• TRPA1
  • TPRV2
  • TRPM8
  • GPR55
  • 5-HT3A
  • Potassium ion channel
  • Sodium ion channels 
  • PPAR-gamma
  • Delta-opioid receptors
  • Beta-adrenoreceptors
  • Calcium channels

On top of that, CBD interacts with: 

  • TRPV1 receptors
  • calcium ion channels
  • sodium ion channels
  • 5-HT1A
  • 5-HT2A
  • GPR55 cannabinoid receptor
  • Adenosine receptors A1 and A2
  • Plus much more

It's likely that time is needed to sort through the complex potential receptor interactions to determine the exact mechanisms cannabinoids act on to inhibit seizures for dozens of different seizure disorders.

How CBD for Seizures Compares to Modern Medicine

If there's any doubt about the efficacy of CBD in treating epilepsy, the development of a full-fledged FDA-approved pharmaceutical made by GW Pharmaceuticals with CBD extract should be proof enough. In 2016, GW Pharmaceuticals conducted trials for their Epidiolex product, which contains CBD suspended in seseme oil.

The results showed that at a dose of 20mg of CBD per kilogram of weight, 43% of patients had an over 50% reduction in convulsive seizures compared to 27% of patients taking placebos. Three of the CBD patients achieved total freedom from seizures and convulsions during the entire treatment period, while none of the placebo patients did.

These are promising results that are only bolstered by anecdotal accounts in the media and online. Before we go on raving about CBD, let's give a fair hearing to the currently accepted treatments, starting with AEDs.

Anti-epileptic Medications

AEDs (anti-epilepsy drugs) are the primary treatment option for seizure disorders. When a patient fails to gain control over their seizure events after trying two AED's, they're considered to have "drug-resistant" or "refractory" epilepsy. A whole 20% of epilepsies won't respond to currently available drug treatments. This number includes children.

Most adults will need to take AED's for the rest of their life (unless they opt for surgery). In children, the need to continue taking anticonvulsants depends on what caused the seizures and how long they have been seizure-free. The common practice is to continue giving the child anticonvulsants for two years after the seizures stop, and then titrate down until completely off the meds. This is because the risk of having a seizure after 2 seizure-free years is less than 50%.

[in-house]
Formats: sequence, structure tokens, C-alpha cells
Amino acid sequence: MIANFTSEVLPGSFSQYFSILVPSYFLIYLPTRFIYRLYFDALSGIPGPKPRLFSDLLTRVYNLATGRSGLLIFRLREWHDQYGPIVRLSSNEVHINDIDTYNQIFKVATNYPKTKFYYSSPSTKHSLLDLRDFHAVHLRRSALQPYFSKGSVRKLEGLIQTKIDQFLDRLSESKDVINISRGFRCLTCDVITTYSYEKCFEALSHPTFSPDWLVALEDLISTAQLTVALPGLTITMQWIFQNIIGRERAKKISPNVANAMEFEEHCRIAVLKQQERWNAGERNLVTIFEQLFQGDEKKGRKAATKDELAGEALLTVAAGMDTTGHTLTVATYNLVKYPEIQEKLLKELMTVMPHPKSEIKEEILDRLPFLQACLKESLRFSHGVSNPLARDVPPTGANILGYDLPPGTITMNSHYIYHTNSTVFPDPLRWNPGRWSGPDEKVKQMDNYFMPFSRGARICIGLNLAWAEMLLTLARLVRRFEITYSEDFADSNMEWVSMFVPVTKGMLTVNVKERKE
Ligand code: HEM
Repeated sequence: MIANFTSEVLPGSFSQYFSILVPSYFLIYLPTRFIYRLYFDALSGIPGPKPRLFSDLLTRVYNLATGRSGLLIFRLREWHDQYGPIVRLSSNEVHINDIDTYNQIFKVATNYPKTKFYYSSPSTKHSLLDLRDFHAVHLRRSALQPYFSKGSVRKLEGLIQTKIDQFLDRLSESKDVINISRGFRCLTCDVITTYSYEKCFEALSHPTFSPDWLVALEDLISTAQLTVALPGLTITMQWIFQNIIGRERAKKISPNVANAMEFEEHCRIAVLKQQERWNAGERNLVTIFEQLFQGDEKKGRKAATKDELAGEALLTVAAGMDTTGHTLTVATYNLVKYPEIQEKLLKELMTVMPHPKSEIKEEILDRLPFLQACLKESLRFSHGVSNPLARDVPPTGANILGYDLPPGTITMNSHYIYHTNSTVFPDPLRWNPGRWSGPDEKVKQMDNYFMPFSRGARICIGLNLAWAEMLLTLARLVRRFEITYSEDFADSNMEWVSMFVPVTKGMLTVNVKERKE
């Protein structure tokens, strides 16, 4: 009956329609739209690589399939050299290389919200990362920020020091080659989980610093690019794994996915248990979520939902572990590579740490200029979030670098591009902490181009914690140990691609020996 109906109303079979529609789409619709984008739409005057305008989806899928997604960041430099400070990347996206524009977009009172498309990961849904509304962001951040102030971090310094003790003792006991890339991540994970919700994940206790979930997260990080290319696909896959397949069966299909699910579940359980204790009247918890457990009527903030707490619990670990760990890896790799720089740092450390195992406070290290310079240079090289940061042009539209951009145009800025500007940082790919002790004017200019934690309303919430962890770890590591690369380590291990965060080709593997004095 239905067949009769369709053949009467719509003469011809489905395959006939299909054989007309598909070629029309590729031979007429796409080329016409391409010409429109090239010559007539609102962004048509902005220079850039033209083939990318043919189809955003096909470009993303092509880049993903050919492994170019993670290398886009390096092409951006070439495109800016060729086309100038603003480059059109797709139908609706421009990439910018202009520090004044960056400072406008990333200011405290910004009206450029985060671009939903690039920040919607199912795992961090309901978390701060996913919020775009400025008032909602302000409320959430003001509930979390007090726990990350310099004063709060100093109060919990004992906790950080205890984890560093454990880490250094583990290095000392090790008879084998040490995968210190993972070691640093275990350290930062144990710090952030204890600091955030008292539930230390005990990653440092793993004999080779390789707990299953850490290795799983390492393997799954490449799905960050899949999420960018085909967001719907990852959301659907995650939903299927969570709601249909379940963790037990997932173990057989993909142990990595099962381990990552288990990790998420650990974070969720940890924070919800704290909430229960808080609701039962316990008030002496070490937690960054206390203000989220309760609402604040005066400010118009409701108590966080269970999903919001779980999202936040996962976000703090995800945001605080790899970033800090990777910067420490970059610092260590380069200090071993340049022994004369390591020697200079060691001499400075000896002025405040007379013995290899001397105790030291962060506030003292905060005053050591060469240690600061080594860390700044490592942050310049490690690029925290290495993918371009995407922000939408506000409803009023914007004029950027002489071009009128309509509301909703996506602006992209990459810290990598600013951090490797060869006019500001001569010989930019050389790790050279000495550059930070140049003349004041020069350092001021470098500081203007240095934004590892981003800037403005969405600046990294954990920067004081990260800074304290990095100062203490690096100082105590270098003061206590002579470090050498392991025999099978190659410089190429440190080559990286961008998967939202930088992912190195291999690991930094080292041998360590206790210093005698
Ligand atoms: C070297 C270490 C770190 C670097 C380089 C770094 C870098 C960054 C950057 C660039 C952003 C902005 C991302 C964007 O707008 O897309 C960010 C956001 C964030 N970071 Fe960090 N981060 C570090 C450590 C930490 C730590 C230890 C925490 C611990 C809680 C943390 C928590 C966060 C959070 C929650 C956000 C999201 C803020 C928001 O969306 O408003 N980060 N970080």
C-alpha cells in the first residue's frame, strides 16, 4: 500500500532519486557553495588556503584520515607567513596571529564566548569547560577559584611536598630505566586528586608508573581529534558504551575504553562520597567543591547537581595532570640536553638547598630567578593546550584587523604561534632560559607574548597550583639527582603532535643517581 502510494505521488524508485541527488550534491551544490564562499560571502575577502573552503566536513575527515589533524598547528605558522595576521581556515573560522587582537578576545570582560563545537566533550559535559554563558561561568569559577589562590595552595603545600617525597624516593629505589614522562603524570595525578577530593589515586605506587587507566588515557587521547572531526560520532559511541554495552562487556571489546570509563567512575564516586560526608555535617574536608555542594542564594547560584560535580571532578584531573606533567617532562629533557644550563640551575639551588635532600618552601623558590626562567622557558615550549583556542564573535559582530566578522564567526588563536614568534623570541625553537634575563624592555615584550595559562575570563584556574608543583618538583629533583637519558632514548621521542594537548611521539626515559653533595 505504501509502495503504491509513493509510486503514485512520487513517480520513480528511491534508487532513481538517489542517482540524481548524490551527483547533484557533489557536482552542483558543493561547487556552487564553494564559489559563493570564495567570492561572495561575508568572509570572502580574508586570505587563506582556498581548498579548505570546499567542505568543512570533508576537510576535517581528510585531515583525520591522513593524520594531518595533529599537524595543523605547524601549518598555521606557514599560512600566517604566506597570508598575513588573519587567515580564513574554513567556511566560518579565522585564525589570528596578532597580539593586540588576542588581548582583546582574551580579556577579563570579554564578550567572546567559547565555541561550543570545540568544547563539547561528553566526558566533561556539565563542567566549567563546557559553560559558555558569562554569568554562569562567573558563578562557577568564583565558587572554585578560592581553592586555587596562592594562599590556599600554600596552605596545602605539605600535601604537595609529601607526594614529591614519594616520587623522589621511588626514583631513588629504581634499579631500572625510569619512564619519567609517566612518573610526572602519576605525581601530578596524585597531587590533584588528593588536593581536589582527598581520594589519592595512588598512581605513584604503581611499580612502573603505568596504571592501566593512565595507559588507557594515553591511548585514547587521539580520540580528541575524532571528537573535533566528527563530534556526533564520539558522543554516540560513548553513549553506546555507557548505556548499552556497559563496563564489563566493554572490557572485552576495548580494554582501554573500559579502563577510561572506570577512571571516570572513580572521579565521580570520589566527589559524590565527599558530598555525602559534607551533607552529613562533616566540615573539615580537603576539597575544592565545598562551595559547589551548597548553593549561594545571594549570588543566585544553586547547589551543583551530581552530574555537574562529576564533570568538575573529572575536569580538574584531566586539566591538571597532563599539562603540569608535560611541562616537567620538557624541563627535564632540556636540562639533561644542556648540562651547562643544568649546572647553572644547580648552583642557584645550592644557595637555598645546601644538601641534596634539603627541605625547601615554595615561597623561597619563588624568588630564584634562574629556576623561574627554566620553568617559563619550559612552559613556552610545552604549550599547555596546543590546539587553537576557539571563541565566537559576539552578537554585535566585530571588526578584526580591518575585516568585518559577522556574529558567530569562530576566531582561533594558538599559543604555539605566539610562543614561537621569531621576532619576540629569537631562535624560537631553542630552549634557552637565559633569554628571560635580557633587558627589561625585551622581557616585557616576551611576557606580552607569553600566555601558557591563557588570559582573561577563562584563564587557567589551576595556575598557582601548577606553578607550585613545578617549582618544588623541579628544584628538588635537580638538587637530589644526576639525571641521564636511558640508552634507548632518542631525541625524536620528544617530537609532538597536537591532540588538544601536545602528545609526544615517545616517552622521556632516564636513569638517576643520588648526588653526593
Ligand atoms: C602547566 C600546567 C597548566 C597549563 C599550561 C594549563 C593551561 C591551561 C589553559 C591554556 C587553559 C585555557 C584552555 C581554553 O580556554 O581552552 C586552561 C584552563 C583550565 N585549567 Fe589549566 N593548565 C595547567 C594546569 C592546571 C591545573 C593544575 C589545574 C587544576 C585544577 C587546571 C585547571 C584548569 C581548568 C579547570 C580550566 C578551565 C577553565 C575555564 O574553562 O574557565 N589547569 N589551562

There are dozens of choices for AED's depending on the patient's age and how the medicine can be delivered to the patient. Take note that it's not uncommon for patients to be on more than one AED to control their seizures, but 80% of patients who find relief with AEDs only need one.

Common side effects include:

  • Dizziness,
  • Nausea
  • Unsteadiness,
  • Drowsiness,
  • Double vision
  • Rash

Less common side effects that need to be taken into account especially for children are:

  • Modified attention span
  • Memory issues
  • Affects on school performance

Additional negative aspects of taking AED drugs for children include the need for regular blood tests to make sure the dose is correct, and to check the blood for chemical imbalances indicating adverse side effects.

Lifestyle Modifications

There are other measures you can take to reduce the number of seizures you experience. These measures include changing your diet, and understanding your seizure disorder well enough to know when a seizure might be on the horizon.

  1. Ketogenic diet for children (low carbs, high fat). When the body breaks down fat to use for energy, ketones are formed. In some children, these ketones help control seizures. The ketogenic diet must be strictly adhered to and demands that foods be measured precisely. Even one bite or taste of a restricted food can lead to a seizure. If the child goes on to improve substantially, the diet is often continued for at least 2 years (source). 
  2. Trigger warning monitoring. Learning which signals from the environment such as sounds, music, or lights that trigger a seizure for you is a way to be more aware of your disease. Any activity can be a personal, unique trigger warning for an oncoming seizure, including: reading, writing, solving problems, or thinking on a certain topic (source).

Other Treatments

Oftentimes, patients don't respond to anticonvulsant drugs. In these cases, alternative treatments are considered (source).

  1. Vagus Nerve StimulationThis procedure involves the implantation of a pacemaker-like device under the left collar bone with a wire connected to the vagus nerve. It's used in adults, and can be used in children as young as 4 years old. Doctors consider using this procedure when anticonvulsants are ineffective and epilepsy surgery is not possible. The device is programmed by the doctor to periodically stimulate the nerve. Possible side effects include hoarseness, cough, and deepening of the voice when the nerve is stimulated. Vagus nerve stimulation usually makes children more alert. This treatment is shown to reduce the number of partial seizures by more than half in about 40% of patients to undergo the treatment.
  2. Surgery - If an adult or child continues to have seizures while taking two or more anticonvulsants or if the side effects of the anticonvulsants are intolerable, brain surgery is considered. For children, the operation involves surgically removing an the affected area of the brain. It is usually done only when seizures are caused by only one area in the brain and that one area can be removed without significantly affecting the child's ability to function. For adults, if a brain defect (such as a scar) can be identified as the cause and is confined to a small area, surgically removing that area can eliminate seizures in up to 60% of people, or it may reduce the severity and frequency of seizures. Another surgical procedure done on adults involves cutting the corpus callosum (the nerve that connects the two sides of the brain), thereby isolating seizure events to one side of the brain.

The Verdict